Genetic Screening of Pediatric Cavernous Malformations

Elisa Merello, Marco Pavanello, Alessandro Consales, Samantha Mascelli, Alessandro Raso, Andrea Accogli, Armando Cama, Capra Valeria, Patrizia De Marco

Research output: Contribution to journalArticlepeer-review


Cerebral cavernous malformations (CCMs) are vascular malformations mostly located within the central nervous system. Heterozygous loss of function mutations in CCM1/KRIT1, CCM2/MGC4607, and CCM3/PDCD10 genes are identified in about 90 % of familial cases of CCMs and two thirds of sporadic cases with multiple lesions. In this study, we performed genetic screening of a cohort of 31 patients, mainly pediatric. We analyzed the CCM1, CCM2, and CCM3 genes by multiplex ligation-dependent probe amplification (MLPA) and direct sequencing of exons and intronic boundaries. A total of 9 typical pathogenic loss-of-function mutations were identified in 10 out 31 patients (32 %). The 75 % of familial cases were mutated and the percentage reached to 85 % when we consider only pediatric cases. Detection rate in sporadic cases with multiple lesions was considerably lower (16 %). We identified a novel variant of CCM3, the c.130-131insT (p.R45Efs*8), in 1 pediatric sporadic case with multiple lesions that introduced a premature termination codon into the messenger RNA (mRNA), most likely leading to mRNA decay. Similar to other CCM pediatric series, the main symptoms associated to clinical debut consisted of cerebral hemorrhage. In conclusion, the penetrance of CCM mutations in familial pediatric cases is high (85 %). The genetic workup could improve clinical and genetic counseling in CCM patients. Moreover, we confirmed the high risk of hemorrhage in children with CCMs.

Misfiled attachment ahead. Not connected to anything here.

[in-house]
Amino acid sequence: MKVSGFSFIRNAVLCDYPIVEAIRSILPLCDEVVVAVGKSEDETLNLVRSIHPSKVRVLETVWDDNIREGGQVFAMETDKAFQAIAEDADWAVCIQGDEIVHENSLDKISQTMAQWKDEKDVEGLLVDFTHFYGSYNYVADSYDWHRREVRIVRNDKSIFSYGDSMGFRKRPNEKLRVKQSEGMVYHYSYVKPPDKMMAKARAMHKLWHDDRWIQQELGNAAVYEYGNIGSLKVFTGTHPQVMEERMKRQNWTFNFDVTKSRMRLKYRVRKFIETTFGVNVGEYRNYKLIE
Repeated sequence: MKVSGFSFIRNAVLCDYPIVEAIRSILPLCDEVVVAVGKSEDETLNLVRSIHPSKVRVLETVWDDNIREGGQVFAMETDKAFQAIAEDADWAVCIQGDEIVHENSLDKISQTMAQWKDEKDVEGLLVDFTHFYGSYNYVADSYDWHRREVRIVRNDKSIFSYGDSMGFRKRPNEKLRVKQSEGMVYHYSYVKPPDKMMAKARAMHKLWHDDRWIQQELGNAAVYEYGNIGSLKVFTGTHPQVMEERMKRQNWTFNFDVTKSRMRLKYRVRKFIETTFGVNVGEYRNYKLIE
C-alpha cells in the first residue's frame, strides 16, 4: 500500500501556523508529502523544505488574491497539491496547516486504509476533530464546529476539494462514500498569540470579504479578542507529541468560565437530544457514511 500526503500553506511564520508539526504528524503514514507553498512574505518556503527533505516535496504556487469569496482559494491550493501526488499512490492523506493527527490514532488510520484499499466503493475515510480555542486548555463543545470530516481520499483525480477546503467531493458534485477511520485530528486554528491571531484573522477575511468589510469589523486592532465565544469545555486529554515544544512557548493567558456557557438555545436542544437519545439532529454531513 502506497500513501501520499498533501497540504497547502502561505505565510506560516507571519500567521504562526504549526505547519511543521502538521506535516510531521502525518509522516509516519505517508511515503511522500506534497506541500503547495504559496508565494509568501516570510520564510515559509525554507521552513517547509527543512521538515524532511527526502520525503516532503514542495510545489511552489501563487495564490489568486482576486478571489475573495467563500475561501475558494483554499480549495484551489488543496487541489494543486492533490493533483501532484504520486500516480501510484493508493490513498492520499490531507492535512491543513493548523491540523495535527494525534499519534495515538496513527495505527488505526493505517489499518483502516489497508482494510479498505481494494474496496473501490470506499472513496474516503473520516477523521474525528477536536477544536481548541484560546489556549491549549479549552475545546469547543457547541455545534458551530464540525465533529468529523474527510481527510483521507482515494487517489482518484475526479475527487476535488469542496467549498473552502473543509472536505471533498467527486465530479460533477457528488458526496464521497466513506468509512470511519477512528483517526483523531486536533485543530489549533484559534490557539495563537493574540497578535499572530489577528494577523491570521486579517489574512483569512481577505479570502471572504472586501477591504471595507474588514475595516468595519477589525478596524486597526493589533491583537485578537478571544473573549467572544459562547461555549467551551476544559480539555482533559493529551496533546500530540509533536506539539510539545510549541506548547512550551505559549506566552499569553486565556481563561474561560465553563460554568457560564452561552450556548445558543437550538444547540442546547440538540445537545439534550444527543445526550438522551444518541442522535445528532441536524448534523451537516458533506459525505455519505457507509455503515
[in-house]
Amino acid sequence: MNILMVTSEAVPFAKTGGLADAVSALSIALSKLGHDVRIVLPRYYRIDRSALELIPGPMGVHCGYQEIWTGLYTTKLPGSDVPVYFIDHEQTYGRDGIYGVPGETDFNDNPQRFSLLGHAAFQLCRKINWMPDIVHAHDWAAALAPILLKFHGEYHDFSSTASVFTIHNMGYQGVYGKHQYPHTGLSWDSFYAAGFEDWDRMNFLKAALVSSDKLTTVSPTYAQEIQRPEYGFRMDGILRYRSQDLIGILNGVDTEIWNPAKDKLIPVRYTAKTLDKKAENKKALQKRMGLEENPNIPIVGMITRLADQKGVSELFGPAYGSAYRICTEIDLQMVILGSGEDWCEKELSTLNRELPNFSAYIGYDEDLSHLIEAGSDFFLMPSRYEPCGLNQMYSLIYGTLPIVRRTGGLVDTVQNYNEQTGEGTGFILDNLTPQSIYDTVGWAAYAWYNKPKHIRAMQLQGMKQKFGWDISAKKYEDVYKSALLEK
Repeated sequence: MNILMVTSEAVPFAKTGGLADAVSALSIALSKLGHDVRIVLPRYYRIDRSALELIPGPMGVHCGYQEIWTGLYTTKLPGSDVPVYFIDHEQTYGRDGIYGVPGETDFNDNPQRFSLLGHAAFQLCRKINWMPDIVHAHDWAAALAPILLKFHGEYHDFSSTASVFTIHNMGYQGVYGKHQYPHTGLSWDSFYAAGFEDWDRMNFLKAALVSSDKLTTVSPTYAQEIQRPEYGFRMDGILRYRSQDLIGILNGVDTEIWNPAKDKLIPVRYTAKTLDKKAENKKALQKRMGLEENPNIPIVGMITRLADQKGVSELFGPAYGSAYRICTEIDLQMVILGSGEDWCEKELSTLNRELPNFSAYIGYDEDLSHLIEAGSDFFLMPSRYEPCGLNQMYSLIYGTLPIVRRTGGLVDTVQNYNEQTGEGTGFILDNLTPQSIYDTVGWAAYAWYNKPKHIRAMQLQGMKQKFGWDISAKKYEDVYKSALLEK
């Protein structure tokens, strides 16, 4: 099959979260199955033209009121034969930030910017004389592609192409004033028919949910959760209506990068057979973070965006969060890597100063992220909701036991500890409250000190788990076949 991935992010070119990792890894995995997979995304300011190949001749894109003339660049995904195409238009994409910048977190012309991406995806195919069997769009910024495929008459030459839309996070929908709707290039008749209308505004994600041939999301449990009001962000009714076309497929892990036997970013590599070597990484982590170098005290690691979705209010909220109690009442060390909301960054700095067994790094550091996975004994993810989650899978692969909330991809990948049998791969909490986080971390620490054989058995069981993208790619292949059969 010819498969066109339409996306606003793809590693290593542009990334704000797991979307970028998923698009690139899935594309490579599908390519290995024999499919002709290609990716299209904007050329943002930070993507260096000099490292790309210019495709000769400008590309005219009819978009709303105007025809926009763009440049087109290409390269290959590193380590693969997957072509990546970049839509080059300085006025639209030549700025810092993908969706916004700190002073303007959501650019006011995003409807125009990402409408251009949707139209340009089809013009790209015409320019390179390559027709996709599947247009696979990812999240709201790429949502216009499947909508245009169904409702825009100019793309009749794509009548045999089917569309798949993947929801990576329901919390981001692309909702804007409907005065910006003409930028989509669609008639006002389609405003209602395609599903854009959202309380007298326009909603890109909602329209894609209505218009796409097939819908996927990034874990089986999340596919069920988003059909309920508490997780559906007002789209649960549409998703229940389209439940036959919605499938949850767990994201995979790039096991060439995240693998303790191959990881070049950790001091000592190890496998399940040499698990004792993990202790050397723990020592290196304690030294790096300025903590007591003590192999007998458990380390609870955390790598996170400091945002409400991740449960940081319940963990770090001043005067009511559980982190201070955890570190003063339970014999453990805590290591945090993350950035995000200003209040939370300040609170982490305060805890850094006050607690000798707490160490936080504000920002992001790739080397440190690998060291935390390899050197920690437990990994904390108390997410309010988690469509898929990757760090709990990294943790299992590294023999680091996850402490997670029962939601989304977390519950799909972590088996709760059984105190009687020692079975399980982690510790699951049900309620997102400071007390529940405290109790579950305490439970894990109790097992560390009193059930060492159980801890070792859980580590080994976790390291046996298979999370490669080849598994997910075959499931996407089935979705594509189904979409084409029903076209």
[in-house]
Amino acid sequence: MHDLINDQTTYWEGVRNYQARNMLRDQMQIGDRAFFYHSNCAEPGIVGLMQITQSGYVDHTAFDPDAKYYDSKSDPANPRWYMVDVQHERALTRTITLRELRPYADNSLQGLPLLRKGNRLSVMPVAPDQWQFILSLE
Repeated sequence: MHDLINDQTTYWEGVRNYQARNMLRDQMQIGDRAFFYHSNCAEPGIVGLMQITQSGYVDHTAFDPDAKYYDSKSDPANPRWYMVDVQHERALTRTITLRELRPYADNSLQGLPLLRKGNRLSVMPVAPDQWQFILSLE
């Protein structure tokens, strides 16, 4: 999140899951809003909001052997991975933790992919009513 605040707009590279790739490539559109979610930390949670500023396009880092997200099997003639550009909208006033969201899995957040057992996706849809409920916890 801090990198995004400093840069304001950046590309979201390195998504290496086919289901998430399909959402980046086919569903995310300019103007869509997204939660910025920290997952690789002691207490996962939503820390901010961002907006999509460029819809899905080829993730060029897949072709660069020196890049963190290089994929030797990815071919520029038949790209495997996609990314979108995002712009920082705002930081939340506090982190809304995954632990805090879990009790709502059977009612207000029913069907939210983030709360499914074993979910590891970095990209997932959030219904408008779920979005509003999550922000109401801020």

Original languageEnglish
Pages (from-to)232-238
Number of pages7
JournalJournal of Molecular Neuroscience
Issue number2
Publication statusPublished - Oct 1 2016


  • CCM genes
  • Cerebral cavernous malformation (CCMs)
  • Direct sequencing
  • Multiplex ligation-dependent probe amplification (MLPA)

ASJC Scopus subject areas

  • Medicine(all)
  • Cellular and Molecular Neuroscience


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